An Aging Workforce, Ageism, or Age Discrimination

An Aging Workforce

As an aging population continues to correlate with an aging workforce, ageism, or age discrimination, has become a noticeable loss exposure for many companies. The trend of baby boomers working past the normal retirement age and into their 70’s has been a catalyst for age discrimination suits in recent years. The number of workers aged 55 and over will reach one quarter of the US workforce by 2022. As a result, companies could see a higher number of age discrimination lawsuits in the years to follow as they look to phase out older employees for a variety of reasons (Aging Workforce). First, companies may choose to force out older employees to make room for younger Millennial and Gen Z employees at much lower salaries as a cost savings mechanism. Second, older employees may not have the extensive education or advanced degrees that are increasingly important in today’s workplace. Finally, older employees may lack the technological skills that today’s employers value (Reger). Contrary to that, many will fairly argue that employers who do not retain older workers lose seasoned employees who have the experience, institutional knowledge, and professional networks that their younger counterparts simply cannot match. Companies must apply a cost-benefit analysis to make appropriate decisions regarding competing interests when it comes to the aging workforce, keeping in mind that age discrimination complaints are more common now than ever.

Regulation

Age discrimination, as well as all other forms of employer discrimination, is a highly regulated environment. The Age Discrimination in Employment Act of 1967 (ADEA) is the federal law that addresses ageism in the workplace and prevents employers from taking discriminatory measures regarding hiring, firing, promotion, and other actions against employees who are 40 years or older simply because of their age. Despite the presence of a federal law, states vary on this issue. For example, state laws in Pennsylvania align directly with the ADEA in that age discrimination is prohibited against anyone over the age of 40. In New Jersey, however, the law is designed to additionally include discrimination against anyone aged 18 or under, covering both ends of the age discrimination spectrum (Griesing). As a result, protecting against potential age discrimination complaints and lawsuits is essential.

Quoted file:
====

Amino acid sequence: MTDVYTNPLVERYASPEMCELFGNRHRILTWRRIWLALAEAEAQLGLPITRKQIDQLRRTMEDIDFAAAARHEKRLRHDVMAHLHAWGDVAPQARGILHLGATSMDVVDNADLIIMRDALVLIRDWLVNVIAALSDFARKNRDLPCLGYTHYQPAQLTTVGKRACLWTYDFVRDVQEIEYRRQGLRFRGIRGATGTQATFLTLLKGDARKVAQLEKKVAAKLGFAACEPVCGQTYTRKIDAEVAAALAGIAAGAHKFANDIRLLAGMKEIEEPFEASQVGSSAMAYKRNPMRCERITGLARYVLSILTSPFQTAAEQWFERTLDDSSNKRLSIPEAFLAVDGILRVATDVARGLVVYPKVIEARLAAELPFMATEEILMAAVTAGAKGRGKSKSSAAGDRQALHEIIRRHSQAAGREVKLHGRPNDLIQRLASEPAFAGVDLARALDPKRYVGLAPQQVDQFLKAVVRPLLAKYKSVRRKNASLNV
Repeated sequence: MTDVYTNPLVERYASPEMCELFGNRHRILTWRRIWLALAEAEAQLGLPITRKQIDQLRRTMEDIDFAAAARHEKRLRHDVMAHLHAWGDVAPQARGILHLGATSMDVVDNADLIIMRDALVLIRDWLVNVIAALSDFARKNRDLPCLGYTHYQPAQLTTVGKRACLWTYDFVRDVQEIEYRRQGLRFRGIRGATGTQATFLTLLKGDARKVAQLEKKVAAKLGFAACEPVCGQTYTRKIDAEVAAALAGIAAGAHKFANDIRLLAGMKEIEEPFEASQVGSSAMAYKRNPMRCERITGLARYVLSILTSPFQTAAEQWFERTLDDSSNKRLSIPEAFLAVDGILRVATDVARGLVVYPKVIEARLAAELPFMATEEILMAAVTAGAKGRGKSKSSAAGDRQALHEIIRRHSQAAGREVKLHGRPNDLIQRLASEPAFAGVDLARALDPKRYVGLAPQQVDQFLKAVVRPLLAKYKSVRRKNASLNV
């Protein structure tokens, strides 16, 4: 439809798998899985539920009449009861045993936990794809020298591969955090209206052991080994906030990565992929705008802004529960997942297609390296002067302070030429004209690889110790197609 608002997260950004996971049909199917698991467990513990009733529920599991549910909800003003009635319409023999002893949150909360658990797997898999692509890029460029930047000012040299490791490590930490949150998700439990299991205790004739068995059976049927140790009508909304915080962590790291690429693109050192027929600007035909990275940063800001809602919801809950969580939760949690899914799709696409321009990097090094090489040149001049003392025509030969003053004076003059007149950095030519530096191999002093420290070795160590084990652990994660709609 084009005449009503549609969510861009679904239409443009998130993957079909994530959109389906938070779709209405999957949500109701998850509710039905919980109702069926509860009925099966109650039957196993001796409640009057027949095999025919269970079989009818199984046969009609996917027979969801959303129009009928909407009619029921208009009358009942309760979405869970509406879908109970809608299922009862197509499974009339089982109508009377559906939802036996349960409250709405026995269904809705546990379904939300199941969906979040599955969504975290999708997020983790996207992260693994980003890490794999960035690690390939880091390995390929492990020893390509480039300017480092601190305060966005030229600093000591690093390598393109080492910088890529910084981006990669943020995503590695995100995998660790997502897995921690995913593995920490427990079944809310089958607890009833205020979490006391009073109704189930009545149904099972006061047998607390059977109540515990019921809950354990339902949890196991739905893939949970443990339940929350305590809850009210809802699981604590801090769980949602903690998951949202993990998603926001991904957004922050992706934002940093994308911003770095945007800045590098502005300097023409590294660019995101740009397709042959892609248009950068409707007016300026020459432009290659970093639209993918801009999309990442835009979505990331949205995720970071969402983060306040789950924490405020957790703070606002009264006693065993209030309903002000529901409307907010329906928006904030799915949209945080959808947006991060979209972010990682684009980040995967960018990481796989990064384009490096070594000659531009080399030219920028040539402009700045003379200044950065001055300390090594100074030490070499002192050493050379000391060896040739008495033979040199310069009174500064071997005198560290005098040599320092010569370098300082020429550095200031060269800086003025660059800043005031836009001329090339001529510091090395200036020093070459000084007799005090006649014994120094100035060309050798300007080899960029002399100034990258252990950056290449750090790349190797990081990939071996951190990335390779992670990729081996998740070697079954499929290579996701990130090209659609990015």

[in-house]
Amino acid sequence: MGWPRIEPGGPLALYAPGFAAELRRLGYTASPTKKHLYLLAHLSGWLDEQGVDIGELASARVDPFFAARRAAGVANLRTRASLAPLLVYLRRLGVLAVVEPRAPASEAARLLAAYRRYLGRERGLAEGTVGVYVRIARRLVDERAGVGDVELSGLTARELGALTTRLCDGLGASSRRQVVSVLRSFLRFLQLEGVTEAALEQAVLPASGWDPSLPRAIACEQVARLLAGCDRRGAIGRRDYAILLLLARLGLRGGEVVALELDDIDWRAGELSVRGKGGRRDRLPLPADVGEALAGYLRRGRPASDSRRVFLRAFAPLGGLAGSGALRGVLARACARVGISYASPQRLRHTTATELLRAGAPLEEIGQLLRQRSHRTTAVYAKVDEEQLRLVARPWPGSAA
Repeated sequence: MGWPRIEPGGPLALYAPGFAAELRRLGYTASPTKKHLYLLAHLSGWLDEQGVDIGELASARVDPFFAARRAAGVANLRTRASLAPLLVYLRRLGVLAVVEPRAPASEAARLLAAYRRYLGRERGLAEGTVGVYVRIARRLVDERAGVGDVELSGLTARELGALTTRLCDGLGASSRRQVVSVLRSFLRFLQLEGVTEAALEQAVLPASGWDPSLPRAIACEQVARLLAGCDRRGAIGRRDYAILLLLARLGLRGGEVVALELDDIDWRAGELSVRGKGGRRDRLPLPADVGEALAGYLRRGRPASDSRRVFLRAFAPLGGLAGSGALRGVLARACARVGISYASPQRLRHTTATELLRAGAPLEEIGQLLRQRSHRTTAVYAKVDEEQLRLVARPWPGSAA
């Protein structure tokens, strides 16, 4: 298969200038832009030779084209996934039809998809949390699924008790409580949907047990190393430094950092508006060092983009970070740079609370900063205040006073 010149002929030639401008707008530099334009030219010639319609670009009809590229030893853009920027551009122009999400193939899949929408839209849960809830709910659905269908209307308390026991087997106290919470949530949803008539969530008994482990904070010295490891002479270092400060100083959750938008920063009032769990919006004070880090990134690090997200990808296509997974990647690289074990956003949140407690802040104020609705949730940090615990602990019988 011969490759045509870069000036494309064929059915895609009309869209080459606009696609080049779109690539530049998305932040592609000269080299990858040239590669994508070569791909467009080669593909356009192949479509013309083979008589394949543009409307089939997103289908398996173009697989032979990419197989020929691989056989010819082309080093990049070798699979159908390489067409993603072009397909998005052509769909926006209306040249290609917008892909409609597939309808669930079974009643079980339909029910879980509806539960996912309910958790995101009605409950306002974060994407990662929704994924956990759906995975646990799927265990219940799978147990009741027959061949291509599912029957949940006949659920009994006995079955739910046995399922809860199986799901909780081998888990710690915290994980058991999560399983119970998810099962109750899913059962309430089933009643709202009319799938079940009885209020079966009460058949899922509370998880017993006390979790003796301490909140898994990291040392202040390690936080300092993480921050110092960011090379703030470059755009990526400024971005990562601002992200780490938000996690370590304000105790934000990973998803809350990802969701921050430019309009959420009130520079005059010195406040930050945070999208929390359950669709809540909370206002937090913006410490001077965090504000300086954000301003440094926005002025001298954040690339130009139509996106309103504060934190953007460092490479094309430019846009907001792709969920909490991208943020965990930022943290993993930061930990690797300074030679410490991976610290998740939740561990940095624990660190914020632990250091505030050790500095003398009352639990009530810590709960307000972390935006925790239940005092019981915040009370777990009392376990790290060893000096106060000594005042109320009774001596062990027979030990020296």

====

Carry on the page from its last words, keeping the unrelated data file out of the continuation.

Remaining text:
The Cases

According to the Equal Employment Opportunity Commission (EEOC), over 16,000 age discrimination claims were filed in 2018, representing 22.1 percent of all discrimination claims, a slight bump from 21.8 percent seen in 2017 (Charge Statistics). In addition, several high profile cases have arisen so far in 2019, most notably, the IBM case, which is actively making its way through the legal system. The class action lawsuit, filed by former IBM employees, alleges that the company fired more than 20,000 employees over the age of 40 in order to create space for a predominantly millennial staff (Wbur). The tech giant has faced several similar allegations in recent years, but the company continues to defend itself and maintain that it did nothing wrong. It will be interesting to see how the IBM case manifests itself in the coming months, as this lawsuit against a well-known employer has brought a new level of attention to age discrimination that was not present prior.

EPLI and Other Loss Control Mechanisms